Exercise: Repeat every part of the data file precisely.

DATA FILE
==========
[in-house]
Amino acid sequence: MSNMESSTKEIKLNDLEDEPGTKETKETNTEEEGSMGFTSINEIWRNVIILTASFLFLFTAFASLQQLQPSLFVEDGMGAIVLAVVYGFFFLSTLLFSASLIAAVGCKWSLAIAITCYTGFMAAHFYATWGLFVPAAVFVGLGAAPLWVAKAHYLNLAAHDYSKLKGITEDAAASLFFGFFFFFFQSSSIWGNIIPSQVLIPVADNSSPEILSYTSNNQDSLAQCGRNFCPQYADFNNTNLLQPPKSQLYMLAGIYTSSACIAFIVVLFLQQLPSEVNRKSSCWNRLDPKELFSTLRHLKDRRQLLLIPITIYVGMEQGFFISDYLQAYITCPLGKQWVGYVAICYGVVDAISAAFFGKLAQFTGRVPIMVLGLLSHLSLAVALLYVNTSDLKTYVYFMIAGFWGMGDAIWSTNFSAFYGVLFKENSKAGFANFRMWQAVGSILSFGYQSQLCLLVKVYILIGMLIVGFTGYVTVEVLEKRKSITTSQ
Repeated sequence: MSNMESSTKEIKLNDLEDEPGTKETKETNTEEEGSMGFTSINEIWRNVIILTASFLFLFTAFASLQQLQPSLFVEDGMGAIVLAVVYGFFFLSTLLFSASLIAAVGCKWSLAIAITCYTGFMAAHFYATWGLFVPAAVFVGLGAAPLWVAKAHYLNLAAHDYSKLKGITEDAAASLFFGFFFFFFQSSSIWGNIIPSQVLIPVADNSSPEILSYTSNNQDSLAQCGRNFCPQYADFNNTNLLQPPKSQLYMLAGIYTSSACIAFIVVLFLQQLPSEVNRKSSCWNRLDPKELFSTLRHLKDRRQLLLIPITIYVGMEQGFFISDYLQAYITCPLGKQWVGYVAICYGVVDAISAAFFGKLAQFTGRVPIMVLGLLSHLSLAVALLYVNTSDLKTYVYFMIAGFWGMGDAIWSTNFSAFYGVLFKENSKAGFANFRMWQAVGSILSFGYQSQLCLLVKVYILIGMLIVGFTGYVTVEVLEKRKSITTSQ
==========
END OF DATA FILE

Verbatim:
[in-house]
Amino acid sequence: MSNMESSTKEIKLNDLEDEPGTKETKETNTEEEGSMGFTSINEIWRNVIILTASFLFLFTAFASLQQLQPSLFVEDGMGAIVLAVVYGFFFLSTLLFSASLIAAVGCKWSLAIAITCYTGFMAAHFYATWGLFVPAAVFVGLGAAPLWVAKAHYLNLAAHDYSKLKGITEDAAASLFFGFFFFFFQSSSIWGNIIPSQVLIPVADNSSPEILSYTSNNQDSLAQCGRNFCPQYADFNNTNLLQPPKSQLYMLAGIYTSSACIAFIVVLFLQQLPSEVNRKSSCWNRLDPKELFSTLRHLKDRRQLLLIPITIYVGMEQGFFISDYLQAYITCPLGKQWVGYVAICYGVVDAISAAFFGKLAQFTGRVPIMVLGLLSHLSLAVALLYVNTSDLKTYVYFMIAGFWGMGDAIWSTNFSAFYGVLFKENSKAGFANFRMWQAVGSILSFGYQSQLCLLVKVYILIGMLIVGFTGYVTVEVLEKRKSITTSQ
Repeated sequence: MSNMESSTKEIKLNDLEDEPGTKETKETNTEEEGSMGFTSINEIWRNVIILTASFLFLFTAFASLQQLQPSLFVEDGMGAIVLAVVYGFFFLSTLLFSASLIAAVGCKWSLAIAITCYTGFMAAHFYATWGLFVPAAVFVGLGAAPLWVAKAHYLNLAAHDYSKLKGITEDAAASLFFGFFFFFFQSSSIWGNIIPSQVLIPVADNSSPEILSYTSNNQDSLAQCGRNFCPQYADFNNTNLLQPPKSQLYMLAGIYTSSACIAFIVVLFLQQLPSEVNRKSSCWNRLDPKELFSTLRHLKDRRQLLLIPITIYVGMEQGFFISDYLQAYITCPLGKQWVGYVAICYGVVDAISAAFFGKLAQFTGRVPIMVLGLLSHLSLAVALLYVNTSDLKTYVYFMIAGFWGMGDAIWSTNFSAFYGVLFKENSKAGFANFRMWQAVGSILSFGYQSQLCLLVKVYILIGMLIVGFTGYVTVEVLEKRKSITTSQ